BREAKING: Cleveland Judge Finds Probable Cause in Tamir Rice's Death

June 11th 2015

Alex Mierjeski

A municipal judge in Cleveland has found probable cause to charge two police officers in the shooting death of 12-year-old Tamir Rice last year, the New York Times is reporting.

In the surprising announcement, judge Ronald Adrine said he saw grounds to charge officer Timothy Leohmann with murder, manslaughter, and reckless homicide, the Guardian reports. Adrine also said that there was probable cause to charge Frank Garmback, Leohmann's partner, with negligent homicide. Although Leohmann shot and killed Rice on November 22, 2014, Garmback was present. 

The announcement came about by way of a little-used Ohio law which gives citizens "having knowledge of the facts" the opportunity to file an affidavit directly with the court, bypassing police and prosecutors in the process, according to the New York Times. But Adrine said Thursday that owing to a State Supreme Court rule, the court was not able to issue warrants for the officers' arrests without a prosecutor's filing, explaining that "this court determines that complaints should be filed by the prosecutor of the City of Cleveland and/or the Cuyahoga County prosecutor." 

Petitioners argued that they had "knowledge of the facts" after watching a video of Rice's killing, which went viral shortly after the incident last year. In the video, Rice can be seen holding a toy pellet gun in a park. A 911 call was placed stating that Rice was wandering around with the gun, but the caller did note that it could be a toy -- a fact that seemingly never made it from the dispatcher to the responding officers. Leohmann and Garmback apparently thought it was real, and within seconds of the patrol car pulling into the playground where Rice was, officer Leohmann shot and killed the 12-year-old.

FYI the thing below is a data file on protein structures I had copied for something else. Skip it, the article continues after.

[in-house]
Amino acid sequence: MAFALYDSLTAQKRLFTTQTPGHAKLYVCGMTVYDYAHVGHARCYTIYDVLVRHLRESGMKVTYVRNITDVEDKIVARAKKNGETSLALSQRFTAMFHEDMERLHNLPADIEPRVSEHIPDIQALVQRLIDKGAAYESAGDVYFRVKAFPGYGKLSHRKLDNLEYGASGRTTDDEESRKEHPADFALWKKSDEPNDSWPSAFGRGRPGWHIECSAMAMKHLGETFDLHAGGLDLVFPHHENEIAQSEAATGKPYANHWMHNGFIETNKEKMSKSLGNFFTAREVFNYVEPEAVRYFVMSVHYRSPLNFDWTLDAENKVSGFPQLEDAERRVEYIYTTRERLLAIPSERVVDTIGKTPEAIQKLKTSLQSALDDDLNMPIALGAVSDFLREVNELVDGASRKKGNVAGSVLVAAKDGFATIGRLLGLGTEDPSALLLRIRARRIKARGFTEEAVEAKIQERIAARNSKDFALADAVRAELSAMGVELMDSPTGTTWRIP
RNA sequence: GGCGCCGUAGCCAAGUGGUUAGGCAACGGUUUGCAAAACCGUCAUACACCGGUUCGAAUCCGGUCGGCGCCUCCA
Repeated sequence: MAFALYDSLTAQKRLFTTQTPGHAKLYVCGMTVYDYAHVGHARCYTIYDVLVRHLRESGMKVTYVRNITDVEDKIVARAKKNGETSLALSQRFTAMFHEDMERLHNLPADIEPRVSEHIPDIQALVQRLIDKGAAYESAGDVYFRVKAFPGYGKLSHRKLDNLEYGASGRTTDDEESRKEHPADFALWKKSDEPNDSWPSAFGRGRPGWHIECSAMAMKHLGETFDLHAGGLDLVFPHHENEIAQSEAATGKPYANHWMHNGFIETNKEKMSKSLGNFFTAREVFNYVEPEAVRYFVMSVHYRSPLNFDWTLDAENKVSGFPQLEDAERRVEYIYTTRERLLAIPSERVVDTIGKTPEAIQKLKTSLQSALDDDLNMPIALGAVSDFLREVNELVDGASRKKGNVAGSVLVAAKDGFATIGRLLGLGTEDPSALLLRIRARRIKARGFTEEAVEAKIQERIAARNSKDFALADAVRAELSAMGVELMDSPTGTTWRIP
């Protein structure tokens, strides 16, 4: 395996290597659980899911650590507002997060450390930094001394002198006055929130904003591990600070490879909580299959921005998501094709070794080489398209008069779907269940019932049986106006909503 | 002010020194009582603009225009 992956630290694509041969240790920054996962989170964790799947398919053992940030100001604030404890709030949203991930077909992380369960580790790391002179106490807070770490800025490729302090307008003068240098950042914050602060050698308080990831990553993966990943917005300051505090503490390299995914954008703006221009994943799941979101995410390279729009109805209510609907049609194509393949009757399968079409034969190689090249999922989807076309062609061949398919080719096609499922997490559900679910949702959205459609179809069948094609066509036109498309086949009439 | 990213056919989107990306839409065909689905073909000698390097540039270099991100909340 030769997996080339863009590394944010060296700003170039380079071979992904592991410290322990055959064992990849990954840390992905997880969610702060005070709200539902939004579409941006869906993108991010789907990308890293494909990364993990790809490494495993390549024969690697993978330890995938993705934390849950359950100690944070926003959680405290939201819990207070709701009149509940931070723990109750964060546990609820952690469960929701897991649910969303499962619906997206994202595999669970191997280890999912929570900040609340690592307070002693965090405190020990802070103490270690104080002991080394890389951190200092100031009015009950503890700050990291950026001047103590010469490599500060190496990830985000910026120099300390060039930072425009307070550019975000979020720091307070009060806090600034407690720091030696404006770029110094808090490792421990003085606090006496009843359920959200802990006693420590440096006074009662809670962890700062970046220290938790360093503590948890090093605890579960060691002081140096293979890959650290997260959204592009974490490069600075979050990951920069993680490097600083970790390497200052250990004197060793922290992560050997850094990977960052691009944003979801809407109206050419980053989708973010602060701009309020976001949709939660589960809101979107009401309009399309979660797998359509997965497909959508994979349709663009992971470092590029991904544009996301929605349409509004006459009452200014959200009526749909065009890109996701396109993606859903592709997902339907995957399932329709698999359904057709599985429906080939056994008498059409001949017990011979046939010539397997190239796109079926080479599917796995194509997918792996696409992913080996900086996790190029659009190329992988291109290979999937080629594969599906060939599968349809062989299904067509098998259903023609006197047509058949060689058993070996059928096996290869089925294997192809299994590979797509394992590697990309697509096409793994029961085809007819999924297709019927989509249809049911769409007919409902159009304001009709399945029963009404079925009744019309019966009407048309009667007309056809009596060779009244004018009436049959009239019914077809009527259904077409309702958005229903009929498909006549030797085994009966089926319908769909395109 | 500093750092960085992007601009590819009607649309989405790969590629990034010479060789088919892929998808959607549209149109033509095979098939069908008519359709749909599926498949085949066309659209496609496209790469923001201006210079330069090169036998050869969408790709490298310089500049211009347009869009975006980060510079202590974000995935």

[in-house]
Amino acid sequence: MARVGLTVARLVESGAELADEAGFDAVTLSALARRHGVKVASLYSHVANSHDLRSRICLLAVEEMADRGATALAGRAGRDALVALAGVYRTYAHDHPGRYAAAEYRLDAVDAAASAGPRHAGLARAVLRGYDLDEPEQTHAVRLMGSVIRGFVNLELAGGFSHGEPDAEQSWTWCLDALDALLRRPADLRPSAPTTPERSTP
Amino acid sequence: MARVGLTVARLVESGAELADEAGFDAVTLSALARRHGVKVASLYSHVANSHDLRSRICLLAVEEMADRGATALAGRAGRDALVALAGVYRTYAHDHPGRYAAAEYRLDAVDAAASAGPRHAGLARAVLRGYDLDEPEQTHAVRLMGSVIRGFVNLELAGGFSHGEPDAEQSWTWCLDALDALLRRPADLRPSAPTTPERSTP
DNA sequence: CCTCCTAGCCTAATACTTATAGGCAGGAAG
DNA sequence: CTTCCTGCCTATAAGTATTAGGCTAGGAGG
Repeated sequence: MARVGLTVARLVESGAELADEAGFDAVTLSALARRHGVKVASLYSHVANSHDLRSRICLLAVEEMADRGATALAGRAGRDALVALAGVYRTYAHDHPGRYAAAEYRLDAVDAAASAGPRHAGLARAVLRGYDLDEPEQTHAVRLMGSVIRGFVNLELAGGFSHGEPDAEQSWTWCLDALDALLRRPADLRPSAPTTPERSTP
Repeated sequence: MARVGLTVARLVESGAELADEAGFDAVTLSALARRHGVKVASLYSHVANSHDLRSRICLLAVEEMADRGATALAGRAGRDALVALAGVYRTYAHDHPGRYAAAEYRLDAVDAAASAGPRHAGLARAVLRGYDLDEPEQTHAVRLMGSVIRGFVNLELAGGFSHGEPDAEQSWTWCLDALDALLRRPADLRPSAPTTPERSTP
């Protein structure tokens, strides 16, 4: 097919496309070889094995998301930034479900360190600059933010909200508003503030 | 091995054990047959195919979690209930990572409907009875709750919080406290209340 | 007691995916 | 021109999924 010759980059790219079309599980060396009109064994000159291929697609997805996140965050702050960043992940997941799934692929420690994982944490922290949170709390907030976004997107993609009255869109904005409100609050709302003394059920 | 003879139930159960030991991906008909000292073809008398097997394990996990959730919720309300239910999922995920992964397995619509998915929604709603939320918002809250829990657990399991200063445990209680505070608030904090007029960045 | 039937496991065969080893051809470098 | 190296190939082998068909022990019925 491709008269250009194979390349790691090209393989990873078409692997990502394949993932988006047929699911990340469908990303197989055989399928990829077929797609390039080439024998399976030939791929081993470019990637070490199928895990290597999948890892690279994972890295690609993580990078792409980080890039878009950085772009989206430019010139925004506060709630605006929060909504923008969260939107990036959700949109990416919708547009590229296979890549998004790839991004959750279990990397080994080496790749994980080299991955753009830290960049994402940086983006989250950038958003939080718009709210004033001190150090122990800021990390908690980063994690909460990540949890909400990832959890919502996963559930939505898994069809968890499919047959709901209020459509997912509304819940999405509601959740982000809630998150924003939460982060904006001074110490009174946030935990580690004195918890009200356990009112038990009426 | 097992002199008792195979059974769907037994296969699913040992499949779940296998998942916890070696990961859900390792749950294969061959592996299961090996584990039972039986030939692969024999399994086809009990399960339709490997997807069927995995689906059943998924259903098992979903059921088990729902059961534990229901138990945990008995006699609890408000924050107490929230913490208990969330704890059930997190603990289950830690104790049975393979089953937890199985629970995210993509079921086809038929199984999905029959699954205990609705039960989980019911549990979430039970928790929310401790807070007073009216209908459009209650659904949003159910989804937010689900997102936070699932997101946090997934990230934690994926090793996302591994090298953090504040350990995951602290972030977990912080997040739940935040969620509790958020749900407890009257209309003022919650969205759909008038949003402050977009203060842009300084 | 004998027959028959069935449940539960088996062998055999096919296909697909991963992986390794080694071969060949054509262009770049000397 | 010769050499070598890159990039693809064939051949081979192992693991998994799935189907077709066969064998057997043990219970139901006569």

Judge Adrine said of the video, in a 10-page ruling on Thursday, that he was "still thunderstuck by how quickly this event turned deadly," adding that Rice was given "little if any time" to comply with the officers, and that he made no "furtive movement." "Literally, the entire encounter is over in an instant," he wrote.


Rice family attorney Walter Madison told the Guardian that the announcement was a positive step. "We are very much relieved and it is a step towards procedural justice and people having access to their government," he said, adding that the decision illustrated that "the police are public servants and not the public's master." 

As the Times notes, the court's clout over influencing prosecutors to file a complaint on Adrine's recommendations is yet undetermined.